MEPs Demand Action On Farm Inputs

23 November 2011
Alyn Smith MEP, Scottish full member of the European Parliament's Agriculture and Rural Development Committee, has hailed the passage of his colleague Jose Bove's initiative report on farm input costs as sending a strong message to the European Commission and Member States that Europe's farmers demand action against their rising costs.
The report laid out startling evidence on the scale of the problem faced by farmers on their key inputs: input costs have risen by 60% over a decade for energy, by 80% for synthetic fertilisers, 30% for animal feed, 36% for machinery and 30% for seeds. At the same time, farm gate prices have increased by only 25%.  

It identifies the monopoly power of a few major input providers in each sector as a key source of the problem, and proposes a broad range of actions to tackle the related problems, including examining the case for bringing anti-trust action against the worst market abusers, and to help farmers "decouple" themselves from high input costs through more sustainable farming practices including crop rotation, saving seed, developing renewable energy sources on-farm and helping Europe eliminate its protein deficit.  

Alyn successfully passed an amendment raising awareness of the problems of new entrants: speculation based on Single Farm Payment entitlements based on historical values and transferable without reference to land can price them beyond the means of new entrants, thus acting in effect as a input costs for new farmers. The amendment called for CAP reform to address these issues and ensure that payment entitlements are available for all farmers for the purposes of active production.

Alyn said:

"I'm delighted for my group colleague Jose Bove, who has overwhelmingly passed an excellent report which exposes one of the key issues which farmers face, but one which does not always get the public's attention. It lays bare the shallowness of the analysis of DEFRA, who believe that as some commodity prices are rising, that things are looking up for farmers, who therefore have no long term need for direct payments or income support. In fact, even in sectors like beef where farm gate prices are rising, input costs such as feed and energy have been rising even faster, threatening what little margin they have.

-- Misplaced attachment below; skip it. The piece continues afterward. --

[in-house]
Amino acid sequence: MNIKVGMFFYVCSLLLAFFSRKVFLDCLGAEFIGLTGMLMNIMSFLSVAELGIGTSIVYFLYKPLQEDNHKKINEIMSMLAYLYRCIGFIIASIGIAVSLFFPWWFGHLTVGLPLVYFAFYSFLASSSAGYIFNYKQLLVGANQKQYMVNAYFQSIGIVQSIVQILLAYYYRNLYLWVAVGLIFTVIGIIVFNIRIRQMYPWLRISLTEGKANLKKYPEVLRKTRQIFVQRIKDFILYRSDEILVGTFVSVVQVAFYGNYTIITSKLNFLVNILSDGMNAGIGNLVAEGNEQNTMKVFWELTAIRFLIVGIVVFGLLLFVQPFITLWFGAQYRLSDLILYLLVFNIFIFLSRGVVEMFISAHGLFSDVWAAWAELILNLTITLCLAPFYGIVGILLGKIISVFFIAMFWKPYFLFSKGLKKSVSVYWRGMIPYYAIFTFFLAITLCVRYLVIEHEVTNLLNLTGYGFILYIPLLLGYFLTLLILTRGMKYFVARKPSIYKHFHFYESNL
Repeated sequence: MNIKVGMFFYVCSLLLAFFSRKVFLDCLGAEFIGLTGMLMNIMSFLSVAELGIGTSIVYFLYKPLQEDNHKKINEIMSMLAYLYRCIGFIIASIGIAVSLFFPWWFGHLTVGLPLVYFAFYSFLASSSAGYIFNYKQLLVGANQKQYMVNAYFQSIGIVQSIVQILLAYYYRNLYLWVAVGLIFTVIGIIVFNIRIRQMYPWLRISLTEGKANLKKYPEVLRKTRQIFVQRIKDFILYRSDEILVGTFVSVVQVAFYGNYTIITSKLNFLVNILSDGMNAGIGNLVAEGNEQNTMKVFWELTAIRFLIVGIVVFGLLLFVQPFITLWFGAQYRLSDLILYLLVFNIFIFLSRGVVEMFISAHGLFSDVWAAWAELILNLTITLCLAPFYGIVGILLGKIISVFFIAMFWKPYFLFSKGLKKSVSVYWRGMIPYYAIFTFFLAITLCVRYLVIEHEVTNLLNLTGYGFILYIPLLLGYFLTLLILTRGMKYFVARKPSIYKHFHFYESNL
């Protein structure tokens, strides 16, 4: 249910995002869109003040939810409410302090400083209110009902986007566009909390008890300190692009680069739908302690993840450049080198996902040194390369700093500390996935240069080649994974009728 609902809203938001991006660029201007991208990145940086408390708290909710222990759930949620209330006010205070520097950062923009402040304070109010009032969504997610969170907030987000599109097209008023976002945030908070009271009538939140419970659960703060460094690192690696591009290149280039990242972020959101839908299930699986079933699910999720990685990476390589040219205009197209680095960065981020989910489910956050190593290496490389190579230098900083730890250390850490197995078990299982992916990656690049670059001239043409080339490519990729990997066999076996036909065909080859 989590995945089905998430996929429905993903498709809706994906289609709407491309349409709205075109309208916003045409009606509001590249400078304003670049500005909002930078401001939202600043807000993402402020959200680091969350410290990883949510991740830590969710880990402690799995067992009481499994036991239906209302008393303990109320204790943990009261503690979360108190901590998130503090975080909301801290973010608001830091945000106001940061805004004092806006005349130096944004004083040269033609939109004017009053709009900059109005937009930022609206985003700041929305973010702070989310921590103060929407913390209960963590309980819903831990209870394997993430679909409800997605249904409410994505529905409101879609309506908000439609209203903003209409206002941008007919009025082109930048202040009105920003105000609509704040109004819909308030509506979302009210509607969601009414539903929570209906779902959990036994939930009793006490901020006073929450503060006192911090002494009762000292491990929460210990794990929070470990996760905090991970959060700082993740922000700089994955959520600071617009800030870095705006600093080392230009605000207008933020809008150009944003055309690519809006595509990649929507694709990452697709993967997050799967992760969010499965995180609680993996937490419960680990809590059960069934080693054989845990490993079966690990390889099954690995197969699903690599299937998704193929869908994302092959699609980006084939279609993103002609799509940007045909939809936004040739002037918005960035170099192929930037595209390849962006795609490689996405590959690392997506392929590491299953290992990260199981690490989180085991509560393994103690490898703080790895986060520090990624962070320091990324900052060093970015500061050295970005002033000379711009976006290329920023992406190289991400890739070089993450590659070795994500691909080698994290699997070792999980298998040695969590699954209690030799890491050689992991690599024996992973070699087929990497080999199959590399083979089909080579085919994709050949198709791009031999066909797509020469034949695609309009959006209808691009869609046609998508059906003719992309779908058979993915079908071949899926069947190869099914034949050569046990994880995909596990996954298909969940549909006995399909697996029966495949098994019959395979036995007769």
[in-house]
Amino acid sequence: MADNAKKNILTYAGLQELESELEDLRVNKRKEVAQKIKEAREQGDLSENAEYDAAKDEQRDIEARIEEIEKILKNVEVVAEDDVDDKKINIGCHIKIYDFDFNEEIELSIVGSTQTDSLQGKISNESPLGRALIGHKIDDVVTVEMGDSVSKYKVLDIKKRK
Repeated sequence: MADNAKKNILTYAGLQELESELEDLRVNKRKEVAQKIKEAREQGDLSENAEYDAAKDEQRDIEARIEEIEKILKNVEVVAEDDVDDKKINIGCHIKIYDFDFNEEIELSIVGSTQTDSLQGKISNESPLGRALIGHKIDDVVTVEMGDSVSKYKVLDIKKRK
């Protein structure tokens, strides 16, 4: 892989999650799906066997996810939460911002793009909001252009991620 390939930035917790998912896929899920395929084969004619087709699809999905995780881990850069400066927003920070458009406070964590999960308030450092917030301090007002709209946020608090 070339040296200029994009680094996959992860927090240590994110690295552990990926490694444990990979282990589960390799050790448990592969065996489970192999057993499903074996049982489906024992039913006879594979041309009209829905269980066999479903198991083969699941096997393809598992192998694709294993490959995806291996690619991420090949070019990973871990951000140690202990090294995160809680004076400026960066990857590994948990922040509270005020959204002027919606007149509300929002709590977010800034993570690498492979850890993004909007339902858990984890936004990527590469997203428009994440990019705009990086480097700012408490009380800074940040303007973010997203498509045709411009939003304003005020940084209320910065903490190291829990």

"I think the time is long overdue for a serious investigation by the competition authorities into concentration of production for inputs and the existence of monopoly power: the report shows that 6 companies control 75% of the agrochemicals market and 3 companies control 45% of the seeds market. This wouldn't be accepted for a second by the Commission if it were farmers uniting to force higher-than-market prices, so the same principle should apply to input producers.  

"Having said this, we need to accept that certain inputs currently necessary for conventional agriculture have a restricted lifespan - particularly phosphates for fertiliser - and that the only direction for their prices will be up. We need to become more innovative in reducing our long term dependence on these inputs by finding cheaper and more sustainable alternatives through more efficient farming practices, with soil management and the production of renewable energy."